By Fulbert KOFFI, US Africa News. Updated 2015-09-15

Abobo Sallers

A hot-button issue in Abidjan: the “Microbes," gangs of youths that have plunged the Ivorian economic capital into unrest since the end of the post-election crisis, forcing inhabitants to confront a form of aggression that continues below the radar of the security forces.


The security atmosphere in Abidjan has become heavier since the assassination a few days ago of Abogny Claude Larissa, a young technical college student, coldly murdered in Yopougon by a gang of kids nicknamed the "Microbes". Returning from a study session, the girl, just 23 years old, was found dead in a horrifying condition—pierced by several knife wounds, she succumbed in a pool of blood on the pavement. Since then the crime has provoked indignation among public opinion, which is questioning the passivity of the security forces about putting put an end to this social phenomenon that has taken so many victims in Abidjan.


Following the murder of the young student, which comes after several outrages by this band of delinquents, this reporter wanted to understand the social phenomenon that extends to more areas of Abidjan.


The phenomenon of the Microbes; origins and mode of operation...


Unlike the series of kidnappings of children at the beginning of the year, which had thrown the country into terror, this time it is children playing the role of thugs who are terrorizing the inhabitants of Abobo, Adjamé, Attecoubé, Cocody, and more recently, Yopougon.  Who are these Microbes?


Aged from 8 to 25 years, these Abidjan youth bandits, nicknamed "Microbes” or “Vhon-vhon" began as children who took part in the military crisis that erupted after the 2010 elections. Used as sentries or bait by the famous "invisible commando" of Abobo, these urchins learned about violence from pro-Ouattara fighters who used them to trap or mark the position of pro-Gbagbo soldiers. During this period they generally learned to handle weapons and to use drugs.


There is one young man called "Corporal Zéba." Barely 16 years old this frail and unkempt young man is the head of one of the numerous child gangs of Abobo Samaké. He is the very opposite of an Army corporal; he steals and sows terror in this sub-district of Abobo where every day yet more victims are recorded. "These are bandits and drug addicts, they robbed me one evening. Threatening me with their knife, they stripped me of my phone and my money as I was going home" recounts Adama Camara, resident of Abobo-Akekoi districts, another victim of the Microbes.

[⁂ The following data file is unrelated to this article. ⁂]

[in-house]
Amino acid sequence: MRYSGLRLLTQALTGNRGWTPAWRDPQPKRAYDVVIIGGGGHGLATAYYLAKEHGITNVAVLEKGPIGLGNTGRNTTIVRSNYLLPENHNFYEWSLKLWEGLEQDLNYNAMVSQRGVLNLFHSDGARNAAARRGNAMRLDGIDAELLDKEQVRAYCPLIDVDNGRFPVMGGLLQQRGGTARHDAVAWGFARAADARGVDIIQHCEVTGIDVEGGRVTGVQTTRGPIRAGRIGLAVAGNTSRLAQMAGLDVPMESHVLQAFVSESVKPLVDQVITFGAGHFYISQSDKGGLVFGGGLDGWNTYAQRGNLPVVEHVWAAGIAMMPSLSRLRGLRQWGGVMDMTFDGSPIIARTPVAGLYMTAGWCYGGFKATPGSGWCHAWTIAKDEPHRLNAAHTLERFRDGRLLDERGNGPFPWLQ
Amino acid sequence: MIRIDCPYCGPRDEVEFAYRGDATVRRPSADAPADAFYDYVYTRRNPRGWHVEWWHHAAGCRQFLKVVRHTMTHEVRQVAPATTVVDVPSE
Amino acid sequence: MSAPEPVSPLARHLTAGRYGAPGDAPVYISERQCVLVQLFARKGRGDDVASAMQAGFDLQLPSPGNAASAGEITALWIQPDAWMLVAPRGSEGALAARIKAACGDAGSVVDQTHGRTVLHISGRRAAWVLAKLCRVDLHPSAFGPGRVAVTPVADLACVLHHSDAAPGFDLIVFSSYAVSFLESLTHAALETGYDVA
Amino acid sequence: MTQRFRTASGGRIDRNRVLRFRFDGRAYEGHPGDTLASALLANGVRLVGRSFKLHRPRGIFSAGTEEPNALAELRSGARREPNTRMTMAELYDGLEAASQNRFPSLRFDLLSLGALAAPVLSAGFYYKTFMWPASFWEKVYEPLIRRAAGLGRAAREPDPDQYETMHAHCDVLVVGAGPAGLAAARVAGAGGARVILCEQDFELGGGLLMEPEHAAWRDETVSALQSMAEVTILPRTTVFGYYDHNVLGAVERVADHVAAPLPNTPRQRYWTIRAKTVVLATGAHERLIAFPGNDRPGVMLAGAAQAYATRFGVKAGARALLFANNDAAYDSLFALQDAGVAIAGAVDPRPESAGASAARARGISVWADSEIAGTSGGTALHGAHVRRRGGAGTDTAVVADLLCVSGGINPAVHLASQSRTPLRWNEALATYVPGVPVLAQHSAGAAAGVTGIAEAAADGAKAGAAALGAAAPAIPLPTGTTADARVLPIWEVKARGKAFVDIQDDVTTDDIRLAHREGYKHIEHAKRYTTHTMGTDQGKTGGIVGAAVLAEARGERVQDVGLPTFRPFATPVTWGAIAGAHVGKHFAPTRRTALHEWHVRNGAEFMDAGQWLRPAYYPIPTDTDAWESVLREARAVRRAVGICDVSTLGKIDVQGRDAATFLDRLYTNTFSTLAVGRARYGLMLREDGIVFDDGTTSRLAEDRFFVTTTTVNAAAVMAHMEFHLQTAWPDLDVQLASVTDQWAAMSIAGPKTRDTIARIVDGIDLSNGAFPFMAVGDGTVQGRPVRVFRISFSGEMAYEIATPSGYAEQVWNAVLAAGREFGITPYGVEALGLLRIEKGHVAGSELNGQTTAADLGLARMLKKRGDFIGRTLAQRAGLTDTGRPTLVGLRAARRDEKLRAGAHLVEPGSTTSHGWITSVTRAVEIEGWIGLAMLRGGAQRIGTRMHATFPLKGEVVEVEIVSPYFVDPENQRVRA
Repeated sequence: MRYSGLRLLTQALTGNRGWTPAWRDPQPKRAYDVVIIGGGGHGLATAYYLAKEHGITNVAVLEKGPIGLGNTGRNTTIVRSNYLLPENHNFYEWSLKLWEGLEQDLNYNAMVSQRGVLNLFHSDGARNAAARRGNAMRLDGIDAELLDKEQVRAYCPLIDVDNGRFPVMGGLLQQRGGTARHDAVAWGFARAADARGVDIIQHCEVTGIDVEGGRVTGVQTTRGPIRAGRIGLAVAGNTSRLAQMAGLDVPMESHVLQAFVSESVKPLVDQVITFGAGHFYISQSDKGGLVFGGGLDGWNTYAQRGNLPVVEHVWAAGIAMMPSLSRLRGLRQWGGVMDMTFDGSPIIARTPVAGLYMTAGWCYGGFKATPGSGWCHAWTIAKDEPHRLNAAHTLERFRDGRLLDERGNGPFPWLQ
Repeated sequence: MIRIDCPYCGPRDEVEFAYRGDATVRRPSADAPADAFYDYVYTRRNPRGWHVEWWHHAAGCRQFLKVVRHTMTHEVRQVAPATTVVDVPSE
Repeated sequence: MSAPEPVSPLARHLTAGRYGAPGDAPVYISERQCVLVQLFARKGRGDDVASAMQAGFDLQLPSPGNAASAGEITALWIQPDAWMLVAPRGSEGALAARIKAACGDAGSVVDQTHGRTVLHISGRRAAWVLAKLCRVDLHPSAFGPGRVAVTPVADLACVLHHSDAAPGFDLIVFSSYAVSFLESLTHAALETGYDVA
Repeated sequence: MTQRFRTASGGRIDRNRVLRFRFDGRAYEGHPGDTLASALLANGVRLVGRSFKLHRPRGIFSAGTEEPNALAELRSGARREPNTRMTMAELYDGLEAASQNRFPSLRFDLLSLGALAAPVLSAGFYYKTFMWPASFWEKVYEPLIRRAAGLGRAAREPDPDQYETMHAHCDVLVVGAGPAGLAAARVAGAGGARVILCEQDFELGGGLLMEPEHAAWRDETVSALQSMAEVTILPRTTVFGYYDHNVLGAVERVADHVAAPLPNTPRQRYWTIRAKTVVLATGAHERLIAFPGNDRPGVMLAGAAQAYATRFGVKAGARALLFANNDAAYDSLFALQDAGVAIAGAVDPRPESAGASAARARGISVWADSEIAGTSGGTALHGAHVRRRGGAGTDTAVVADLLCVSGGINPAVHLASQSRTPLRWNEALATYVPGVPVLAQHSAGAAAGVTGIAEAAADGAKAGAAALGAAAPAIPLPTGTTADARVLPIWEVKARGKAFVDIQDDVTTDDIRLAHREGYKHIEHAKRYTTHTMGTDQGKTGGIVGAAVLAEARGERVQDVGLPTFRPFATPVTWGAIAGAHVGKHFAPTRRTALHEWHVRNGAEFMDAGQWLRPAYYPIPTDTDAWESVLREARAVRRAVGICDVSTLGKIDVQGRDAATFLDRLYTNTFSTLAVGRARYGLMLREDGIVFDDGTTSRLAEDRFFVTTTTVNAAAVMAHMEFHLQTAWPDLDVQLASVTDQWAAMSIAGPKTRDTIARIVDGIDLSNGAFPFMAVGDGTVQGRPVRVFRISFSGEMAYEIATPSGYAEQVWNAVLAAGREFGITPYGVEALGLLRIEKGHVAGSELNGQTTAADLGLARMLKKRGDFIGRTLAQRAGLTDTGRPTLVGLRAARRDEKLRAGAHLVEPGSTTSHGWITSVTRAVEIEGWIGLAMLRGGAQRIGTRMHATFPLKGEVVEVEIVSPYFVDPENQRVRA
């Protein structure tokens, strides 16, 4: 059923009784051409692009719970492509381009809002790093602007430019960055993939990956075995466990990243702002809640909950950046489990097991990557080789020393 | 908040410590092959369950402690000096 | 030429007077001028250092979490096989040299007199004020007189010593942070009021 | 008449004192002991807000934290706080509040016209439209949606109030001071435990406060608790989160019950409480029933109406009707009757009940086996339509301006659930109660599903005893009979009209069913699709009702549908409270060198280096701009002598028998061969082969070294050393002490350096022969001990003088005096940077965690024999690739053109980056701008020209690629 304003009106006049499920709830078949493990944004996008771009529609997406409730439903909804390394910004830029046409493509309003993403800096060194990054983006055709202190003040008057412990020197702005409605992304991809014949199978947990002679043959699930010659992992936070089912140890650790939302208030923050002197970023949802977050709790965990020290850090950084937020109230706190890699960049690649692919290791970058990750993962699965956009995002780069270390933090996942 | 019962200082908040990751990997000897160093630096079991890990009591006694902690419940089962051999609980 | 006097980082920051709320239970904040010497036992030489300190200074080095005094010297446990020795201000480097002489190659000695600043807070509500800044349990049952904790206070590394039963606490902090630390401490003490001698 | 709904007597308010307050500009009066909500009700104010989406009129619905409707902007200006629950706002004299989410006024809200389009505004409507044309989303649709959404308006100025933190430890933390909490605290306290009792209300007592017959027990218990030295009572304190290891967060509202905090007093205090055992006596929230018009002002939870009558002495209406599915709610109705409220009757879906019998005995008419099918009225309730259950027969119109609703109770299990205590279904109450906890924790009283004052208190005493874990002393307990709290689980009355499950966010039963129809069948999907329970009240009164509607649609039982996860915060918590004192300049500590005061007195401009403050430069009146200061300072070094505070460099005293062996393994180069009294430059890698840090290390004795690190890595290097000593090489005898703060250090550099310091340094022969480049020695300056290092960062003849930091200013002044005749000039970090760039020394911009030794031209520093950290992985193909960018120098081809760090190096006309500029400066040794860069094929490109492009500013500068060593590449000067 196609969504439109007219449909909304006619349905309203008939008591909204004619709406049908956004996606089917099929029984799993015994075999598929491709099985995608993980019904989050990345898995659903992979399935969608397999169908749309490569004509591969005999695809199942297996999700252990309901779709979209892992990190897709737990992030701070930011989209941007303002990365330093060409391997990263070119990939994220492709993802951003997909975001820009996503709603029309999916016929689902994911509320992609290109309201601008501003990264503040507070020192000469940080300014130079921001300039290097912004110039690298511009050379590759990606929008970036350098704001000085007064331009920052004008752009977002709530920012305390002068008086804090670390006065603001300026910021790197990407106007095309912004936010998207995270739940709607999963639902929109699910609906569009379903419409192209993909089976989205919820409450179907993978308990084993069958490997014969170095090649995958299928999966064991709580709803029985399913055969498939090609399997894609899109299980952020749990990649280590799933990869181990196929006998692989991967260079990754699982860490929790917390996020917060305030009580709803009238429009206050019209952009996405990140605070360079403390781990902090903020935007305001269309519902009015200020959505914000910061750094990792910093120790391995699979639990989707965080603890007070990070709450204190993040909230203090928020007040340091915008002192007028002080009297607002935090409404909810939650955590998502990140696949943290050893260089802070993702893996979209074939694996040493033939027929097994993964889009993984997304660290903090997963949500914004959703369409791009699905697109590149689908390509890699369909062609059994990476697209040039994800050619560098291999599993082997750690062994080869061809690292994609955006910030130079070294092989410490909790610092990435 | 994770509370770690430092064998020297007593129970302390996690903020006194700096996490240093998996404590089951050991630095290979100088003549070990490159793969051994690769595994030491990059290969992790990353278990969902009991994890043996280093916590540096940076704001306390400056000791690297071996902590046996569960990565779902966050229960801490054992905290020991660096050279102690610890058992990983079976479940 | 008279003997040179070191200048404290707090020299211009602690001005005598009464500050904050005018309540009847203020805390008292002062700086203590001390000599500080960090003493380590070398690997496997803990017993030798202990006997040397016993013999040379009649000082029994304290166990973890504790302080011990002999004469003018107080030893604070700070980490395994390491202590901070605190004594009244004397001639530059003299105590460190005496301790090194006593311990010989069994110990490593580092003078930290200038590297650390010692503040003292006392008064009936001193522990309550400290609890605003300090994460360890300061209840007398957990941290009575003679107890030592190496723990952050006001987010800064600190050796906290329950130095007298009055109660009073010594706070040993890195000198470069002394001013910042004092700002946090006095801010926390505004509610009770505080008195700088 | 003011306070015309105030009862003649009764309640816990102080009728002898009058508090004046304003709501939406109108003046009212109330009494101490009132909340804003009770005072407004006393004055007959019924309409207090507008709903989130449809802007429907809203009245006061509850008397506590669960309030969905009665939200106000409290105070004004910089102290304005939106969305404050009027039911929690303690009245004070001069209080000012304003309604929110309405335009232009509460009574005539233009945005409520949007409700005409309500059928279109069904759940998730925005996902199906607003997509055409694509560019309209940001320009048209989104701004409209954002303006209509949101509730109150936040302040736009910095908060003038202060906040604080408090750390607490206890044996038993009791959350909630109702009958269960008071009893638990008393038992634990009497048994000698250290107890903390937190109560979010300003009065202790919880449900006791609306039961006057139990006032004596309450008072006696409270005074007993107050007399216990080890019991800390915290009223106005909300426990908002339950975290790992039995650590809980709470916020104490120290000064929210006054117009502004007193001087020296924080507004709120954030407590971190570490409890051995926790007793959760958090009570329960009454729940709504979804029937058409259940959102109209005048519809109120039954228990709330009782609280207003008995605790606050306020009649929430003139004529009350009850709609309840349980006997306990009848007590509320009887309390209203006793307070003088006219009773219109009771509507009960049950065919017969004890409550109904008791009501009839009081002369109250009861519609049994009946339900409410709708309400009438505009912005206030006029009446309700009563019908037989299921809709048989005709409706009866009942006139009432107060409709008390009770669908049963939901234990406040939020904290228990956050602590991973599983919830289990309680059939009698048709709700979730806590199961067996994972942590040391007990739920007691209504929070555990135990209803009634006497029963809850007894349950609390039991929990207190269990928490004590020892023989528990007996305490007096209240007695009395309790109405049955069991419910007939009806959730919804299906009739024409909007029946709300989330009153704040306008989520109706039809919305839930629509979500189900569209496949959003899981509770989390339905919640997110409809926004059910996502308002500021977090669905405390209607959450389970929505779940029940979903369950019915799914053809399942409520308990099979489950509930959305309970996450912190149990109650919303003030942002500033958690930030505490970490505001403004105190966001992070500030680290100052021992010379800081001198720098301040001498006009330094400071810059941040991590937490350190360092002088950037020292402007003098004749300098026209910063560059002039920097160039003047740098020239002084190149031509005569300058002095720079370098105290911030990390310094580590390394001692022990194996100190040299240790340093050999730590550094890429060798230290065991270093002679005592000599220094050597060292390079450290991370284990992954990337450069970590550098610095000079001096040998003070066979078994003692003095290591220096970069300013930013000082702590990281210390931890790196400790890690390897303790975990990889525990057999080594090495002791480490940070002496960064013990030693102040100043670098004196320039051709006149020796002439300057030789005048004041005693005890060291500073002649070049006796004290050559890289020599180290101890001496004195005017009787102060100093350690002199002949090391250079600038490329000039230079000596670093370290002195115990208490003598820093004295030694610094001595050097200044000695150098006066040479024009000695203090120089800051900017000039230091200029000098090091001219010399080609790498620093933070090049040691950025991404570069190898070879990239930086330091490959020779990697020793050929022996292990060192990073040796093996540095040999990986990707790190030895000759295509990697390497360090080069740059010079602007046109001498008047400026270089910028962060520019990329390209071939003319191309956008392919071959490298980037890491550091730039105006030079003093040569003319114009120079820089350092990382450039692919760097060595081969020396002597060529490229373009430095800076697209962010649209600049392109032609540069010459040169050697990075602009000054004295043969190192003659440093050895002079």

Their modus operandi is spectacular and sometimes surreal, testifies Edwige Gogou, a student who also fell victim to the Microbes. “They accost you posing as beggars asking for alms. In record time and they surround you as a group armed with machetes, knives and clubs. "


Another technique they use is to operate is to occupy the streets, simulating fighting among themselves before assaulting passersby and shopkeepers, often from a distance of 500 yards away. They do not hesitate to slash or stab recalcitrant victims. A similar scene was experienced on August 16th in Yopougon, where a street has was subjected to the fury of the Microbes, who have had the audacity to make attacks in the melee, shaking down customers and storeowners before continuing on their way.


According to the head of the Command Centre for security operations, CCDO, Commissioner Youssouf Kouyaté, "These kids take their inspiration from the smoking rooms. They get their dose of drugs through the fruit of their aggressive acts. "


And so they disturb the tranquility of the local populace, these microbes that have infested the Abidjan neighborhoods, at times forcing residents to retreat inside by nightfall. If their young age ensures them the generosity of the justice system, some observers believe they also have a protectorate within the transport unions or even FRCI (Republican Forces of Ivory Coast), who can make use of them at times to carry out their dirty work.